The move has China's Commerce Ministry saying Washington's actions risk damaging the solar industry in both countries.
"The frequent adoption of trade remedies cannot resolve the United States' solar industry development problems," an unnamed Chinese official told Reuters.
In the United States, reactions to the news were mixed.
"Today's actions should help the U.S. solar manufacturing industry to expand and innovate," said SolarWorld Industries America President Mukesh Dulani. "We should not have to compete with dumped imports or the Chinese government."
But Rhone Resch, CEO of the U.S.-based Solar Energy Industries Association, condemned the decision, saying the answer lies in a negotiated solution.
Chinese companies supplied 31 percent of the solar modules installed in the United States in 2013 and more than 50 percent in the distributed solar market.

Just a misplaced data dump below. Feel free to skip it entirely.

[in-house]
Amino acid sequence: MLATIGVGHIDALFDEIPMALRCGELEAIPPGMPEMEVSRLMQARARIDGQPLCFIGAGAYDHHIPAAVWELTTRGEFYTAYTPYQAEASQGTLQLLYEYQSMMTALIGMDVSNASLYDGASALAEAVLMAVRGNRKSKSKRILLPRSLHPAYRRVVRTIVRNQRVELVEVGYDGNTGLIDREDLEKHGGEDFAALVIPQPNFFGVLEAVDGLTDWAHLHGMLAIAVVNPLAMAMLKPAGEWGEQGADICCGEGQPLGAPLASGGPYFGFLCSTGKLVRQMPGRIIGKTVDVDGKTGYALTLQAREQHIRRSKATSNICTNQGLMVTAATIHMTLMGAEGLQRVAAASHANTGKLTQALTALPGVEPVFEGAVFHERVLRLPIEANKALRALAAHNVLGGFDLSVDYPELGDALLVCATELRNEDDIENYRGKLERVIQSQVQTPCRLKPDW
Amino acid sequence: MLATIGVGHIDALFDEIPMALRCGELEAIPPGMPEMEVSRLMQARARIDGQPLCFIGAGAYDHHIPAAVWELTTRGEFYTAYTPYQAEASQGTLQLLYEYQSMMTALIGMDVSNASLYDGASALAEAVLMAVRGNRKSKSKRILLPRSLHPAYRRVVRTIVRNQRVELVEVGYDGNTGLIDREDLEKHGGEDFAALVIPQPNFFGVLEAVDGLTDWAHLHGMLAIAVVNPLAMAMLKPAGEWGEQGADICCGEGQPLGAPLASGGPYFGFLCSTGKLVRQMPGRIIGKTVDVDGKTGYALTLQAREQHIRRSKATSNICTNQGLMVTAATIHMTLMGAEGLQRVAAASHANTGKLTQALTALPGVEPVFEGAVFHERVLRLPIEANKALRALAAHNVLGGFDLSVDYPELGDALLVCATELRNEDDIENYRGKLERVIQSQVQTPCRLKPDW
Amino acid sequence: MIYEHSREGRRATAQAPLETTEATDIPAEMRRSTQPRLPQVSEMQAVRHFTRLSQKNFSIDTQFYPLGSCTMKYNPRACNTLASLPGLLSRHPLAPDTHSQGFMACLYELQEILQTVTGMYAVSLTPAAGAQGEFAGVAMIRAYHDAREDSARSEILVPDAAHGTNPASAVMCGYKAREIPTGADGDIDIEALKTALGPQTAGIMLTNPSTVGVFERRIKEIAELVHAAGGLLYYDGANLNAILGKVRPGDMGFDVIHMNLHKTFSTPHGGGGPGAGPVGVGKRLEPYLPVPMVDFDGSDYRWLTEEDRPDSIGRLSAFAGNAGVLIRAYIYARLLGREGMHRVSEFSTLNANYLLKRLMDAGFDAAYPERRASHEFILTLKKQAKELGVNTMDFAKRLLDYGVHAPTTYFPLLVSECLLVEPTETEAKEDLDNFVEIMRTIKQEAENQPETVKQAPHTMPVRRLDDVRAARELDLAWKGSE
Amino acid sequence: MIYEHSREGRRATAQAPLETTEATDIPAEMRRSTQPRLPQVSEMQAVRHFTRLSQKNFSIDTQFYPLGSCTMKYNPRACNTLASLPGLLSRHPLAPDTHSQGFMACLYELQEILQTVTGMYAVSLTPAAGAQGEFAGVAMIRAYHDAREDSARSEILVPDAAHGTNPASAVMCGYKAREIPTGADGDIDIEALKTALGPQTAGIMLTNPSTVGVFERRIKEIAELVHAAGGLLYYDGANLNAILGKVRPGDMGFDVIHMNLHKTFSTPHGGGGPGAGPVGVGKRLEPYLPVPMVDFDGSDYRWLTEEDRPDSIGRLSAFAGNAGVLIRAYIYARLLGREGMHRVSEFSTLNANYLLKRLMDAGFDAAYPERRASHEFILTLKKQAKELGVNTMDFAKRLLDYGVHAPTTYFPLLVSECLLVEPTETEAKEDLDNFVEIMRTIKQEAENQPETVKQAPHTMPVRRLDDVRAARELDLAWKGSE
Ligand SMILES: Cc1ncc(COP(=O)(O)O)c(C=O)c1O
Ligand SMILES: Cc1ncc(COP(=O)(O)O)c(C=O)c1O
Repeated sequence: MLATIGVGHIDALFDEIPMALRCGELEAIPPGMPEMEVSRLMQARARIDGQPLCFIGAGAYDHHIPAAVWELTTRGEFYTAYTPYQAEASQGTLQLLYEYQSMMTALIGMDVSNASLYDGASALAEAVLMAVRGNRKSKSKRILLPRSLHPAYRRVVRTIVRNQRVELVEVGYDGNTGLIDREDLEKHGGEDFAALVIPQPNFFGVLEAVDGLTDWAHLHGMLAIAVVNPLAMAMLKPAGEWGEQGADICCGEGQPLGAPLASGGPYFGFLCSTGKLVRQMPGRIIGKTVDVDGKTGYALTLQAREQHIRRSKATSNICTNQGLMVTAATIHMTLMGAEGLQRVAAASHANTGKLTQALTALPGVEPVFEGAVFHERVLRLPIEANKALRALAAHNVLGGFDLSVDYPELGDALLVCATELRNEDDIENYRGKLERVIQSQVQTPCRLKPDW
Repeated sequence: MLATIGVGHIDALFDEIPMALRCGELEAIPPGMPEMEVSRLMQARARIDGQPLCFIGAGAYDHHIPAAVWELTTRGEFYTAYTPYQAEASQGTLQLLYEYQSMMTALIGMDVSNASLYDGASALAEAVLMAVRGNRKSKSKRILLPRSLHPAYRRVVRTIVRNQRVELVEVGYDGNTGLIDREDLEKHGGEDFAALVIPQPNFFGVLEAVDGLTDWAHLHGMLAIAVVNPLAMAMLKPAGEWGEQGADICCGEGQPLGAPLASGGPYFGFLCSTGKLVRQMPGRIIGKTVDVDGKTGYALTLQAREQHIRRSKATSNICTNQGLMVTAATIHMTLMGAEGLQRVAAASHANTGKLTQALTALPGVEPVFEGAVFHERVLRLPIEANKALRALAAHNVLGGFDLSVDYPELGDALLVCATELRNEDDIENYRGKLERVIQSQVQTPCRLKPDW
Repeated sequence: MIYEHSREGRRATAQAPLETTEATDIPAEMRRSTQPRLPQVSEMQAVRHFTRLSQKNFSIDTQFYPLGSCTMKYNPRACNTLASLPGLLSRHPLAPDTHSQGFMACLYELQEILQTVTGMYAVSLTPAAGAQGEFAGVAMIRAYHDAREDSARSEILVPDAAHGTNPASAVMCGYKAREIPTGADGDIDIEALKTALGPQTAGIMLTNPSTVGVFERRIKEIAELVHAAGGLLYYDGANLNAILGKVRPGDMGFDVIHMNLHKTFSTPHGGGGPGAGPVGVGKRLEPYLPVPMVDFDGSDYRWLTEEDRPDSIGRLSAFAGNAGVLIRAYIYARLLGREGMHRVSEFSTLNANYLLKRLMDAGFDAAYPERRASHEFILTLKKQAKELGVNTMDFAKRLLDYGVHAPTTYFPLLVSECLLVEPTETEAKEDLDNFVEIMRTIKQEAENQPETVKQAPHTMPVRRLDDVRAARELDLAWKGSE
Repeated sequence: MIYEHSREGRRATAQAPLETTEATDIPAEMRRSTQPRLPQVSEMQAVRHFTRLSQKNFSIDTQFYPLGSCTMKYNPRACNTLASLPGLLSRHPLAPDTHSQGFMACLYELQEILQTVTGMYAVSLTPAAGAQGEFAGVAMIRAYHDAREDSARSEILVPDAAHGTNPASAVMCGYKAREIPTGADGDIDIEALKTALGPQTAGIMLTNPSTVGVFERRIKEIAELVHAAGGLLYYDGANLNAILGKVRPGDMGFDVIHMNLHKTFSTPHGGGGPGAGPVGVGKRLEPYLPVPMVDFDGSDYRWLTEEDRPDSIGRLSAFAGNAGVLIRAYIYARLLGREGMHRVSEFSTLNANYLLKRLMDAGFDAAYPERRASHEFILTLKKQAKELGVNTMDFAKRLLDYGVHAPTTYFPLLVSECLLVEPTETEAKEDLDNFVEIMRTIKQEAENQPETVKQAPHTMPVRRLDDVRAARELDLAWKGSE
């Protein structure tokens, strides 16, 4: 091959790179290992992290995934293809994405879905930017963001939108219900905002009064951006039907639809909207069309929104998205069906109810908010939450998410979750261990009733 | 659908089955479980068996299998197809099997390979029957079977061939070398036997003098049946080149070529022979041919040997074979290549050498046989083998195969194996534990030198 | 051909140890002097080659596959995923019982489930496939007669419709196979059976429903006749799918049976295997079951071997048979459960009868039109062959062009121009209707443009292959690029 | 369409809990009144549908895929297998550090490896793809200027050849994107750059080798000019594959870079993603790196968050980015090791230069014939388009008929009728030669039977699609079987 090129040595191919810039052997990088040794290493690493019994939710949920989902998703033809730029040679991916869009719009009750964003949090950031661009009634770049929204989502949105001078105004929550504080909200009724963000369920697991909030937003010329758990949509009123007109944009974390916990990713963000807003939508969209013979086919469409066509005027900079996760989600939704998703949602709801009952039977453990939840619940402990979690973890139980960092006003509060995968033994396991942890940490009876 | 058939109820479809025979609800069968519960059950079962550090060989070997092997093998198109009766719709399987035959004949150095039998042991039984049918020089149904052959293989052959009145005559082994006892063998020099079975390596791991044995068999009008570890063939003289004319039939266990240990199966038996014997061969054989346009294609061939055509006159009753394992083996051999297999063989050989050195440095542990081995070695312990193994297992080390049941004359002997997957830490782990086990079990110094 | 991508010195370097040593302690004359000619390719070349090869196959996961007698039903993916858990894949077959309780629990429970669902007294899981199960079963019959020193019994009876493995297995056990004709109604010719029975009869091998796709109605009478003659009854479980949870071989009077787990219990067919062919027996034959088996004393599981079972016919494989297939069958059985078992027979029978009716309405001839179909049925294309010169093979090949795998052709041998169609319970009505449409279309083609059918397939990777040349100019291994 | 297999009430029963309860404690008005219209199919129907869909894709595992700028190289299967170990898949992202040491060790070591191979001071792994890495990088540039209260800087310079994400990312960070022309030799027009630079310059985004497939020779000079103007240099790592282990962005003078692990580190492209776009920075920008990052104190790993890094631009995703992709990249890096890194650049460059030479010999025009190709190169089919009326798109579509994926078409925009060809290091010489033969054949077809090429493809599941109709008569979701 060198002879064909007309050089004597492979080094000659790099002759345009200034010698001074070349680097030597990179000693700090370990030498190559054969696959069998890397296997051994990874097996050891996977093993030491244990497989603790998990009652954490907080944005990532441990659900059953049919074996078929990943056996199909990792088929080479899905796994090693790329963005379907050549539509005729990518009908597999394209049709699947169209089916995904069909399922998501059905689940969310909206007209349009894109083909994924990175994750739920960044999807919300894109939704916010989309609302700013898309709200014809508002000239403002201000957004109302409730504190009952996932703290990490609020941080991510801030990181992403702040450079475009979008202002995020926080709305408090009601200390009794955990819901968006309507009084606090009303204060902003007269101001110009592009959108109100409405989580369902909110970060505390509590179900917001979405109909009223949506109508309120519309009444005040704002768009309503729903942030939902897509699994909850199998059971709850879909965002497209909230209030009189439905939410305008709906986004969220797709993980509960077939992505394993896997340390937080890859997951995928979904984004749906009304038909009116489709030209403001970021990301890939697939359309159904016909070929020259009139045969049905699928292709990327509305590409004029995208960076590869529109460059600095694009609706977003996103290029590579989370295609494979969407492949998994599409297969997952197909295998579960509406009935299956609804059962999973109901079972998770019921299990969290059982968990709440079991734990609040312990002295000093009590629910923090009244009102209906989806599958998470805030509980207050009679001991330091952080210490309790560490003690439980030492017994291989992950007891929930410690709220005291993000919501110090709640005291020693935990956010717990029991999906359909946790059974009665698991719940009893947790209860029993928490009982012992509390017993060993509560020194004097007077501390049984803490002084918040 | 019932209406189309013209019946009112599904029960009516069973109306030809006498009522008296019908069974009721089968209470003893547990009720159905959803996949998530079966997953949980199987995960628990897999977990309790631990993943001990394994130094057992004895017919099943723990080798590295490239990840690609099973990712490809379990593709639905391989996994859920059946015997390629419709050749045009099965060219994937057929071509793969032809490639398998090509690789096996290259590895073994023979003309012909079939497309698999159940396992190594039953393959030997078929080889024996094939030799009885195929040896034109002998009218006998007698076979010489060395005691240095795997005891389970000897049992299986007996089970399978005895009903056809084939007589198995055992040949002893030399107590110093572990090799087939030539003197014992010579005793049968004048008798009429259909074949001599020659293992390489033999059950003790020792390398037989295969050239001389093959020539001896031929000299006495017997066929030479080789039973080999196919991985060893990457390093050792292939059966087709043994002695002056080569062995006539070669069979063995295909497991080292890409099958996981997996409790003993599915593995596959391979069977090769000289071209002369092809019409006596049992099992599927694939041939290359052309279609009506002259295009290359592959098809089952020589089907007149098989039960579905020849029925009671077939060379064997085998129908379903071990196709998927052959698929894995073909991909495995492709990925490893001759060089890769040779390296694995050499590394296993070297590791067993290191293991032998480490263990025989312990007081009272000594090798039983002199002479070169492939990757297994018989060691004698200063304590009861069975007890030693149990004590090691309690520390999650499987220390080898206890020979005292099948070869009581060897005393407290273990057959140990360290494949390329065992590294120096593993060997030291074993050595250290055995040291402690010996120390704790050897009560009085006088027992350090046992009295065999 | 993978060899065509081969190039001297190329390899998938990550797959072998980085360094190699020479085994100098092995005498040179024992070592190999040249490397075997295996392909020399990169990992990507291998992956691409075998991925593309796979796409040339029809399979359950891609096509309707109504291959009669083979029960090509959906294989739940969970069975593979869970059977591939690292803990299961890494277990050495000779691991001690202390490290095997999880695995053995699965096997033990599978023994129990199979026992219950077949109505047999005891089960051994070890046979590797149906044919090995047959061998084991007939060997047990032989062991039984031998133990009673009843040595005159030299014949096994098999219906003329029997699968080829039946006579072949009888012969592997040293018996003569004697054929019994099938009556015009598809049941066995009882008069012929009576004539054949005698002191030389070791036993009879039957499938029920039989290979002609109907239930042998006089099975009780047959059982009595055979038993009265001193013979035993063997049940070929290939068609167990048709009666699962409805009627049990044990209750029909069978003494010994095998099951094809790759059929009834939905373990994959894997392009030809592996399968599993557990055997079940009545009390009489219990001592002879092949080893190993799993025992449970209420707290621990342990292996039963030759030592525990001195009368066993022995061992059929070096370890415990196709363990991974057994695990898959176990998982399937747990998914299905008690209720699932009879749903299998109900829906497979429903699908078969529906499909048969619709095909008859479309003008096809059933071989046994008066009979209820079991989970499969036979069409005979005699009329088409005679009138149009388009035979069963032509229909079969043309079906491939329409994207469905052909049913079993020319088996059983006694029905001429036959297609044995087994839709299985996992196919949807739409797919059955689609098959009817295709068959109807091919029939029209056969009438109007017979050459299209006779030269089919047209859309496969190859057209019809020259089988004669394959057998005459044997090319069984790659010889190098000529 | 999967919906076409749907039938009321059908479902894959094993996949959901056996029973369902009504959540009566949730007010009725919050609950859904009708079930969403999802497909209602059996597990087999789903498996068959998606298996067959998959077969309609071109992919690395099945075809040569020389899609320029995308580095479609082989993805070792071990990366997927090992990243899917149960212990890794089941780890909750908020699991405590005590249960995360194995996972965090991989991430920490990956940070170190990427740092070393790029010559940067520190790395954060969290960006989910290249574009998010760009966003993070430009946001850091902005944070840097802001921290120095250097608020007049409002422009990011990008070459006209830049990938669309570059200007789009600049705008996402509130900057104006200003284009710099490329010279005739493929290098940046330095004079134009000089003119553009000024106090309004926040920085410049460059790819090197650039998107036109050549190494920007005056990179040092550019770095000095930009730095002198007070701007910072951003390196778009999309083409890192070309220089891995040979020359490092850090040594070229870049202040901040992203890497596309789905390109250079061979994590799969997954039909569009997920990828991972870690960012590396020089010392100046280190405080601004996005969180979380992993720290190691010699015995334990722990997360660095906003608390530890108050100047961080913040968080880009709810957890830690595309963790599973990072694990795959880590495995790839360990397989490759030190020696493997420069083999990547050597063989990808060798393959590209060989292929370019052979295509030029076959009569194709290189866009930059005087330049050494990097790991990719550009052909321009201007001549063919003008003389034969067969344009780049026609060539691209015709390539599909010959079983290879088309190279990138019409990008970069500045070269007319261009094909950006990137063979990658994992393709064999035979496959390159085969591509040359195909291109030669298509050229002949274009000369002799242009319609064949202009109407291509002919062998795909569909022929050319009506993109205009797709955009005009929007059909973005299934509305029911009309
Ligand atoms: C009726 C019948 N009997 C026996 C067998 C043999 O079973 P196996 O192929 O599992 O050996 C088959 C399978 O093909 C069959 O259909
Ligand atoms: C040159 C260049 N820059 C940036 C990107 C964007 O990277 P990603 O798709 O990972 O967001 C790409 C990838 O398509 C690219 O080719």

On Tuesday, the United States and the European Union issued new economic sanctions on Russia, citing the country's involvement in the Ukraine crisis. The sanctions ban the export of energy-related technology for use in Russian oil production from deepwater, Arctic offshore and shale oil production rock reserves. However, exports of technology for gas projects to the country, which holds the world's largest combined oil and gas reserves, will continue.
The Climate Post offers a rundown of the week in climate and energy news. It is produced each Thursday by Duke University's Nicholas Institute for Environmental Policy Solutions.